Gunmen from Sunni tribes in western Anbar province. AFP file photo.
MIRIYAT FALLUJAH, Iraq — Iraqi authorities on Friday signed up the first batch of 1,000 recruits for a new Sunni militia to help its security forces take back the western Anbar province from the Islamic State group, after years of reluctance to arm and train the tribal fighters.
The newly appointed governor of Anbar province, Souhaib al-Ani, told the recruits that it was the start of the liberation of the province, an estimated 65 percent of which has been under control of the Islamic State for the last year and a half.
"Today is not like any other day, today is the beginning of the end for those who have wreaked havoc on our homes," al-Ani told the recruits arrayed before him under the hot sun before an audience of military and tribal leaders.
"This is not like any other day because all of Iraq stands with you," he added, speaking at the ceremony in the town of Amiriyat Fallujah, a few kilometers (miles) south of the main IS-stronghold in Anbar, the city of Falluja.
Anbar's Sunni tribes were key to defeating al-Qaida in 2006 but afterwards, the Shiite-dominated government of Prime Minister Nouri al-Maliki cut funding to these Sunni forces. Many were later targeted and killed when the Islamic State swept into the province.
Repeated requests by tribal leaders for funds and arms were ignored, in part because the government distrusted the Sunnis, claiming many sympathized with the Islamic State.
In contrast, the state has invested heavily in Shiite militias, known as Popular Mobilization Units, which have played a major role in fighting the Islamic State around Baghdad and in other provinces.
Iraq's new Prime Minister, Haider al-Abadi, has been more open to arming the Sunnis and authorized the creation of a 6,000-strong Popular Mobilization Unit in Anbar.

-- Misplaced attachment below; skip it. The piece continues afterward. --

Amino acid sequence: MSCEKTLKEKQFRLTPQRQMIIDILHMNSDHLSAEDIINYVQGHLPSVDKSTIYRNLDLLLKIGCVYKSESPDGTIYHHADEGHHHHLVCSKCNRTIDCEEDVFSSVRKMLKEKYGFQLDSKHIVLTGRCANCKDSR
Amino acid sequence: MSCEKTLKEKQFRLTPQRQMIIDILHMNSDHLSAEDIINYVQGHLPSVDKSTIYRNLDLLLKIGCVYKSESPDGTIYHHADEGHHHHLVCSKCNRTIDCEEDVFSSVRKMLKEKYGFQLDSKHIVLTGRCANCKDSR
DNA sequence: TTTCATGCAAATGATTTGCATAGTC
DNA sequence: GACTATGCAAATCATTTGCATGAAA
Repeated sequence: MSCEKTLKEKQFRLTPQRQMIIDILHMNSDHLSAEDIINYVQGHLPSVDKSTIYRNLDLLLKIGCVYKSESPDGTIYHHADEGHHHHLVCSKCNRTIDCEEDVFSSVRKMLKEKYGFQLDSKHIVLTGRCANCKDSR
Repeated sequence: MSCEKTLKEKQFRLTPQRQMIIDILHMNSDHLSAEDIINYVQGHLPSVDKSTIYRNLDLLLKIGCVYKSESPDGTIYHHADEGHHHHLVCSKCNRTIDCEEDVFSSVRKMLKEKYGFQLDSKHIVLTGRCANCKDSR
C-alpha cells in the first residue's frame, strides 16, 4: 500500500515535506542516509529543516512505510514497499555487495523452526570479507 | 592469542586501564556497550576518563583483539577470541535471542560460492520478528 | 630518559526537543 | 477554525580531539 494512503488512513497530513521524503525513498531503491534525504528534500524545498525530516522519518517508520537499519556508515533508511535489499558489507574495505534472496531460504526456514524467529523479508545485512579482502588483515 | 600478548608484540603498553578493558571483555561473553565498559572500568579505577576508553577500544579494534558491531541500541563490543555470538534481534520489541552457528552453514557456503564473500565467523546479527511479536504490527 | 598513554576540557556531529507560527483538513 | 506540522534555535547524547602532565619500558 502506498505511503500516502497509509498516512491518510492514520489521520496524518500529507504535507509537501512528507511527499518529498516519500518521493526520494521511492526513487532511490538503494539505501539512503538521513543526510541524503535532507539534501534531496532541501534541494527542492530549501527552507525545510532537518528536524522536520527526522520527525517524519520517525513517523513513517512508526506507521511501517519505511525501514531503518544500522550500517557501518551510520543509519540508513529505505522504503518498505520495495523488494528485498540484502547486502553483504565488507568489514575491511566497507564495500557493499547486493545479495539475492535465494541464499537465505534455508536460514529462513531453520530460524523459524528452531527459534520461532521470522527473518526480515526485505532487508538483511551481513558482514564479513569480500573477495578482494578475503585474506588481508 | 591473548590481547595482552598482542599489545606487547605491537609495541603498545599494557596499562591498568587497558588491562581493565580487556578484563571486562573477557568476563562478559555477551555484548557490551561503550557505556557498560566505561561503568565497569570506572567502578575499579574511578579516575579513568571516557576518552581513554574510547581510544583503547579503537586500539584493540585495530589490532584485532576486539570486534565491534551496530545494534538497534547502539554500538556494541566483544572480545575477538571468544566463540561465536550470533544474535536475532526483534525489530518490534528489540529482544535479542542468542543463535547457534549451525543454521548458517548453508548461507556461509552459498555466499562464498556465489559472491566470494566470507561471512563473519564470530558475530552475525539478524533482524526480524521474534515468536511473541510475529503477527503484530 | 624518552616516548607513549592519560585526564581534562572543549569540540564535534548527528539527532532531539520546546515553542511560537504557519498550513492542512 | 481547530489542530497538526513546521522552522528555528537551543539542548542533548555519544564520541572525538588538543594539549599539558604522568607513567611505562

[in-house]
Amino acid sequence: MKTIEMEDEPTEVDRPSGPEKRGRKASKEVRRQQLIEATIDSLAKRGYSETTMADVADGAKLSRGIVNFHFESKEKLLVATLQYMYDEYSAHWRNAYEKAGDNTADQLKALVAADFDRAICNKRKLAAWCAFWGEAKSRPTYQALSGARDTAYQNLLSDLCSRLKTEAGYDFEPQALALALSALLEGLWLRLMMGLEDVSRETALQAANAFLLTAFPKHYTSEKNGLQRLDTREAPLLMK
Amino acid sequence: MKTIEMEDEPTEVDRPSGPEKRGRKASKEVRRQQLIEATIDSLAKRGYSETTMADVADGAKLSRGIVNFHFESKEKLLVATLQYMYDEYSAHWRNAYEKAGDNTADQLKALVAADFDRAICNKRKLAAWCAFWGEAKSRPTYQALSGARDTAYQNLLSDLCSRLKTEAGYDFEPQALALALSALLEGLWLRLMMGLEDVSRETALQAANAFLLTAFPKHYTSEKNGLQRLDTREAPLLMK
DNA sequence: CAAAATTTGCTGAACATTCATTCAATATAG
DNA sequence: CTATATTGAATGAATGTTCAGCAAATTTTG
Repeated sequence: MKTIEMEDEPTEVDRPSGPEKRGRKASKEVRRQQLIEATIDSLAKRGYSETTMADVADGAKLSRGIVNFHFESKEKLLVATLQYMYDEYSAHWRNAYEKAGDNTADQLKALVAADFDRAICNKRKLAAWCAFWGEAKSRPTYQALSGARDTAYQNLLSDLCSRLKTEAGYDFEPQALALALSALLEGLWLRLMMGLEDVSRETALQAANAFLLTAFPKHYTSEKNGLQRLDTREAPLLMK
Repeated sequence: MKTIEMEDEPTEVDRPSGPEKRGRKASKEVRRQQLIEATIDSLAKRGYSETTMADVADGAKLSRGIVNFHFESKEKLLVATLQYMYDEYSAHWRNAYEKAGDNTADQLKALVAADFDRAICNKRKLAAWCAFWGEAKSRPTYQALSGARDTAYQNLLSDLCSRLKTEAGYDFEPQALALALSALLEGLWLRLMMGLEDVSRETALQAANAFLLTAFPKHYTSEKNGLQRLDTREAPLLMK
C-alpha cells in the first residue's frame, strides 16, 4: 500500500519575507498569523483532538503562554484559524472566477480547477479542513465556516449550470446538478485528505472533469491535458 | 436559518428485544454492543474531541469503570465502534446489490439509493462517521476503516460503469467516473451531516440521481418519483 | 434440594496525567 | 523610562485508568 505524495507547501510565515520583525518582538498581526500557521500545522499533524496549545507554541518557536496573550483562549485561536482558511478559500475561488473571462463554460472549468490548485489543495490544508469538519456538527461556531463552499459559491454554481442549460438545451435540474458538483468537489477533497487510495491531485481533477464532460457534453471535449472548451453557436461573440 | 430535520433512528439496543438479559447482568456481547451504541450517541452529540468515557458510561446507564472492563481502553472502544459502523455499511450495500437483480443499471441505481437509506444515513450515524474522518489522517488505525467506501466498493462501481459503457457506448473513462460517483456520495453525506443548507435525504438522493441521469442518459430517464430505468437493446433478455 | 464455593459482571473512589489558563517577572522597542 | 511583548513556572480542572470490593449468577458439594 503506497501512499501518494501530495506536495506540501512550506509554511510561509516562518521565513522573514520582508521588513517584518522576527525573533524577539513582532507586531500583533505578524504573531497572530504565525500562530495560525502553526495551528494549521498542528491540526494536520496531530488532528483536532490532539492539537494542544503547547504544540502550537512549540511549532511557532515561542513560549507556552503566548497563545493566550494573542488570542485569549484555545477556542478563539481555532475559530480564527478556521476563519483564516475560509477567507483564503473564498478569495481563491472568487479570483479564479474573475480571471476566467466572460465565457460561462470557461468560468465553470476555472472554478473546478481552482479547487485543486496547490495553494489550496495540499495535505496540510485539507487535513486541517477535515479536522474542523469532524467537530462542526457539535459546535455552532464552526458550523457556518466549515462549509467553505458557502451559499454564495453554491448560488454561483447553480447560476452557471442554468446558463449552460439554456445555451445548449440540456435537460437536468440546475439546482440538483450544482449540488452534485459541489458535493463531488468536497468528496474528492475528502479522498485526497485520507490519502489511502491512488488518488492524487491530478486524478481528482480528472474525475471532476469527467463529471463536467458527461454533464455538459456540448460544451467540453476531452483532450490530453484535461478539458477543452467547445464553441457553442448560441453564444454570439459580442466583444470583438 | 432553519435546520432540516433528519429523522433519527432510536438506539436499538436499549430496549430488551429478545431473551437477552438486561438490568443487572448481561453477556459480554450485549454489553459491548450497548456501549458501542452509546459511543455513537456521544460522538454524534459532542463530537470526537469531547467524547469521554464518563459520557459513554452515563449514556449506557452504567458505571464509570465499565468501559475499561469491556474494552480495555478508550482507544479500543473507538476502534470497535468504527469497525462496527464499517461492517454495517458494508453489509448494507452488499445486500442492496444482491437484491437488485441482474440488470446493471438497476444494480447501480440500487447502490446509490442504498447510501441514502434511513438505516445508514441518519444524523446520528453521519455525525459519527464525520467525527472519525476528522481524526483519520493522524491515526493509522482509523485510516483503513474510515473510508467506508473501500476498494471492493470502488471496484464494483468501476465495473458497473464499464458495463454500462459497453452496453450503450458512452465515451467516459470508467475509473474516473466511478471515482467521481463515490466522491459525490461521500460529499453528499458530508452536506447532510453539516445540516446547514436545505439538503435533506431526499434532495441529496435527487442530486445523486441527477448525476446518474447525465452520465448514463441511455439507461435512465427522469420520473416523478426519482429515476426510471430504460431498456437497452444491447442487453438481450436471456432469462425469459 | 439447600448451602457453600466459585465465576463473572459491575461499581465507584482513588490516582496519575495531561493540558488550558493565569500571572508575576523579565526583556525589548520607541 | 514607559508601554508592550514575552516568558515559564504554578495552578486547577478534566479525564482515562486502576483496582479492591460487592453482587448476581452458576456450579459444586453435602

Friday's recruits are all from the Albu Eissa tribe based in the town of Amiriyat al-Fallujah, which for the past year has been battling Islamic State forces based in their stronghold of Fallujah, just 30 kilometers to the north.
Sheikh Rajeh Barakat, a tribal leader and member of the Anbar provincial council said in the beginning some Sunnis supported the Islamic State, because of their anger at Maliki's government, but most did not and were now eager to fight the well-armed extremists.
"Once they realized the government really wanted to do something about the Islamic State, they started volunteering," he explained, predicting that many more Sunnis would join this militia to help drive the IS out.
Iraq's Sunnis are also sensitive about demands by Shiite militias, many of which are Iranian-backed, to participate in the fight against the Islamic State in Anbar — something critics say could severely alienate the Sunnis.
Qais al-Ghazali, the head of the Asaib Ahl al-Haq, said last week that his Shiite militia was ready to help in the fight in Anbar even though the prime minister and the United States opposed it.
Barakat said that the tribes didn't need the help of the Shiite militias, which many Sunnis have accused of carrying out atrocities against civilians during their operations.
"If we receive the same type of weapons as the southern Popular Mobilization Units, we can do the job on our own," he said, referring to the Shiite militias, which hail from the predominantly Shiite south. "We find it bizarre to see the kinds of weapons they get compared to the light weapons we get."
The new recruits will be given a 10-day training course before joining the fight, said the governor, in light of their long experience fighting already.
All new recruits will be vetted by a committee including a top military general, the deputy head of the Popular Mobilization Units and the Anbar governor himself.
The main fight against the Islamic State will likely still be carried out by elite army units, but the militias will be playing an important role in holding territory taken back from the Islamic State.
One of the main goals of any fight will be Fallujah, a stronghold of al-Qaida 10 years ago and one of the first cities taken by the Islamic State in January 2014.
"The Islamic State cannot be defeated in Anbar unless it is defeated in Fallujah, the city is a symbol for the Islamic State," said Eissa Sayer al-Issawi, Fallujah mayor who was forced to flee the IS onslaught, speaking as he watched the ceremony.